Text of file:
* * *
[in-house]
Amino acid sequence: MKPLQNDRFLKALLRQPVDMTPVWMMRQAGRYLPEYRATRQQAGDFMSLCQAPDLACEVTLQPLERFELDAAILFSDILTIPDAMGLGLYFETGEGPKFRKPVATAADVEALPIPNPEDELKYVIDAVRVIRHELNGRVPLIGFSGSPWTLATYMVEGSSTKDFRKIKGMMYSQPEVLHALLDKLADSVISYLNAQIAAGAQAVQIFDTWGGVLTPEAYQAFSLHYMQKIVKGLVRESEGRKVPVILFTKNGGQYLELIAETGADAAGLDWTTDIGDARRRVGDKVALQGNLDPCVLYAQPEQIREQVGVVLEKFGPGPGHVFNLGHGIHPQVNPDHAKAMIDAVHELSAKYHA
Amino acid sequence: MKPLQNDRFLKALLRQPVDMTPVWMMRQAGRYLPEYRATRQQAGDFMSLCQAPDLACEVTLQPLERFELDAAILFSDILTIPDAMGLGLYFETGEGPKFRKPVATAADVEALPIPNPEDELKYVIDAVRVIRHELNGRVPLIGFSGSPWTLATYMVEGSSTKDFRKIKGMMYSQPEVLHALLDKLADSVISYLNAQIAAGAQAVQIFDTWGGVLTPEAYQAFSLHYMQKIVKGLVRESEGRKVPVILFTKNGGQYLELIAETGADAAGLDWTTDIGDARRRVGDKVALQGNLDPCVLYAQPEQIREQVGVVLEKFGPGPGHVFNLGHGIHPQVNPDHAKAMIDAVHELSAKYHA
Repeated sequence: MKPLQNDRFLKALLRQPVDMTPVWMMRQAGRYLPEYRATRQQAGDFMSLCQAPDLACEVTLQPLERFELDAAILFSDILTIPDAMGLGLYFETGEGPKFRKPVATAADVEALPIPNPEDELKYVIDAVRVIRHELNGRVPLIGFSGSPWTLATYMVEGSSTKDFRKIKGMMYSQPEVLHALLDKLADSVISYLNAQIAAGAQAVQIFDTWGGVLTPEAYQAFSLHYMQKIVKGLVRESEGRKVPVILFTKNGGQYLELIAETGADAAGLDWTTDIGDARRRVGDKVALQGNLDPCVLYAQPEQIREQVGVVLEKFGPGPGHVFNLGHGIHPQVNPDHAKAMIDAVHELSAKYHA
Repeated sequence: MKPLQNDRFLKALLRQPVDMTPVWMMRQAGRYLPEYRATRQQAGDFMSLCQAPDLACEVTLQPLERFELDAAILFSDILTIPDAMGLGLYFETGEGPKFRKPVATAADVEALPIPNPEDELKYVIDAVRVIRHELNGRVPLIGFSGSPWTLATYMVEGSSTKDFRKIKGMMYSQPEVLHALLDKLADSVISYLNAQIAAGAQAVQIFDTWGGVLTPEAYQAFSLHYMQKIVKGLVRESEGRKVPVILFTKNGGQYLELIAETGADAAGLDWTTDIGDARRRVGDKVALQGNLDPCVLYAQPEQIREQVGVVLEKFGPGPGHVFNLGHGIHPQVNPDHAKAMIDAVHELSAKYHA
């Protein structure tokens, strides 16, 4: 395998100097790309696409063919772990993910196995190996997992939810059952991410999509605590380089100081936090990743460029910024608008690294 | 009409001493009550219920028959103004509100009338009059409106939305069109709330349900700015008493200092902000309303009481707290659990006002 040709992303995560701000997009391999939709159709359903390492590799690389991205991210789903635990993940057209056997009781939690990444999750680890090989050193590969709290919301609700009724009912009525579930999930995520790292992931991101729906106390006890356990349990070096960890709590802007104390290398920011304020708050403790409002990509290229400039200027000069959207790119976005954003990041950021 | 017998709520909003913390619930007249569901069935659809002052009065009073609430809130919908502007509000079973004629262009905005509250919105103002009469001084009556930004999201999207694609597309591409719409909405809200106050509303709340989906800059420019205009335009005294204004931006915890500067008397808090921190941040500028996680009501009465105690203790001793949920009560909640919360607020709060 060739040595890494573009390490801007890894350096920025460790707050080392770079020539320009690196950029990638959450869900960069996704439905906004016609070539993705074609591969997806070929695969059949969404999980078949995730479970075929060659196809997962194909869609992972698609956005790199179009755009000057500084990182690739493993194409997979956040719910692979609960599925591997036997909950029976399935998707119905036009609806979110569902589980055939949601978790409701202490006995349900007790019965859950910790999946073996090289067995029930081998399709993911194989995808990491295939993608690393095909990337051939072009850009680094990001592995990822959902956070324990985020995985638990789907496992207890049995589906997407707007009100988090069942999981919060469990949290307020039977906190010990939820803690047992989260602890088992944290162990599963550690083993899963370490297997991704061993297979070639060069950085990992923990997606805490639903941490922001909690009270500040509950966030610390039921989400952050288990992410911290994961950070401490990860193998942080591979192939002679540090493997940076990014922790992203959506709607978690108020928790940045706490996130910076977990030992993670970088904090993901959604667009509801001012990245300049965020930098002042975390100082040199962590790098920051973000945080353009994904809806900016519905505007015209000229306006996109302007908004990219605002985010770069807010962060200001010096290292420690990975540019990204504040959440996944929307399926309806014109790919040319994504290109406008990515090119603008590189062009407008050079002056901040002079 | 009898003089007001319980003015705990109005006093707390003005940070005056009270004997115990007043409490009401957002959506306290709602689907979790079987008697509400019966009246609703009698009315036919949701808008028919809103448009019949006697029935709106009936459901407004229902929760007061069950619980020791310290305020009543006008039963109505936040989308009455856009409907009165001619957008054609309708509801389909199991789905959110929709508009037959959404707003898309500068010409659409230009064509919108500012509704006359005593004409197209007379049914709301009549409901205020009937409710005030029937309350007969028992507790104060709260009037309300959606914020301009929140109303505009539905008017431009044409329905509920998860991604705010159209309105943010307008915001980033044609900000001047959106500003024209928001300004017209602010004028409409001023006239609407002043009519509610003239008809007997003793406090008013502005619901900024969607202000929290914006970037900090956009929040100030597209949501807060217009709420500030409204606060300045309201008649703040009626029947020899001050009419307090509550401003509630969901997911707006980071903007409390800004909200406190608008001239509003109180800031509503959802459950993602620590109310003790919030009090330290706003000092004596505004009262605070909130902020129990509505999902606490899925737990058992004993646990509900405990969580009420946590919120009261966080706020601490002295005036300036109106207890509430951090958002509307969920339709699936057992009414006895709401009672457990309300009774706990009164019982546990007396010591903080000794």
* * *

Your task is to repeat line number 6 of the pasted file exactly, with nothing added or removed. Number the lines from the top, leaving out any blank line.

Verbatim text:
């Protein structure tokens, strides 16, 4: 395998100097790309696409063919772990993910196995190996997992939810059952991410999509605590380089100081936090990743460029910024608008690294 | 009409001493009550219920028959103004509100009338009059409106939305069109709330349900700015008493200092902000309303009481707290659990006002 040709992303995560701000997009391999939709159709359903390492590799690389991205991210789903635990993940057209056997009781939690990444999750680890090989050193590969709290919301609700009724009912009525579930999930995520790292992931991101729906106390006890356990349990070096960890709590802007104390290398920011304020708050403790409002990509290229400039200027000069959207790119976005954003990041950021 | 017998709520909003913390619930007249569901069935659809002052009065009073609430809130919908502007509000079973004629262009905005509250919105103002009469001084009556930004999201999207694609597309591409719409909405809200106050509303709340989906800059420019205009335009005294204004931006915890500067008397808090921190941040500028996680009501009465105690203790001793949920009560909640919360607020709060 060739040595890494573009390490801007890894350096920025460790707050080392770079020539320009690196950029990638959450869900960069996704439905906004016609070539993705074609591969997806070929695969059949969404999980078949995730479970075929060659196809997962194909869609992972698609956005790199179009755009000057500084990182690739493993194409997979956040719910692979609960599925591997036997909950029976399935998707119905036009609806979110569902589980055939949601978790409701202490006995349900007790019965859950910790999946073996090289067995029930081998399709993911194989995808990491295939993608690393095909990337051939072009850009680094990001592995990822959902956070324990985020995985638990789907496992207890049995589906997407707007009100988090069942999981919060469990949290307020039977906190010990939820803690047992989260602890088992944290162990599963550690083993899963370490297997991704061993297979070639060069950085990992923990997606805490639903941490922001909690009270500040509950966030610390039921989400952050288990992410911290994961950070401490990860193998942080591979192939002679540090493997940076990014922790992203959506709607978690108020928790940045706490996130910076977990030992993670970088904090993901959604667009509801001012990245300049965020930098002042975390100082040199962590790098920051973000945080353009994904809806900016519905505007015209000229306006996109302007908004990219605002985010770069807010962060200001010096290292420690990975540019990204504040959440996944929307399926309806014109790919040319994504290109406008990515090119603008590189062009407008050079002056901040002079 | 009898003089007001319980003015705990109005006093707390003005940070005056009270004997115990007043409490009401957002959506306290709602689907979790079987008697509400019966009246609703009698009315036919949701808008028919809103448009019949006697029935709106009936459901407004229902929760007061069950619980020791310290305020009543006008039963109505936040989308009455856009409907009165001619957008054609309708509801389909199991789905959110929709508009037959959404707003898309500068010409659409230009064509919108500012509704006359005593004409197209007379049914709301009549409901205020009937409710005030029937309350007969028992507790104060709260009037309300959606914020301009929140109303505009539905008017431009044409329905509920998860991604705010159209309105943010307008915001980033044609900000001047959106500003024209928001300004017209602010004028409409001023006239609407002043009519509610003239008809007997003793406090008013502005619901900024969607202000929290914006970037900090956009929040100030597209949501807060217009709420500030409204606060300045309201008649703040009626029947020899001050009419307090509550401003509630969901997911707006980071903007409390800004909200406190608008001239509003109180800031509503959802459950993602620590109310003790919030009090330290706003000092004596505004009262605070909130902020129990509505999902606490899925737990058992004993646990509900405990969580009420946590919120009261966080706020601490002295005036300036109106207890509430951090958002509307969920339709699936057992009414006895709401009672457990309300009774706990009164019982546990007396010591903080000794």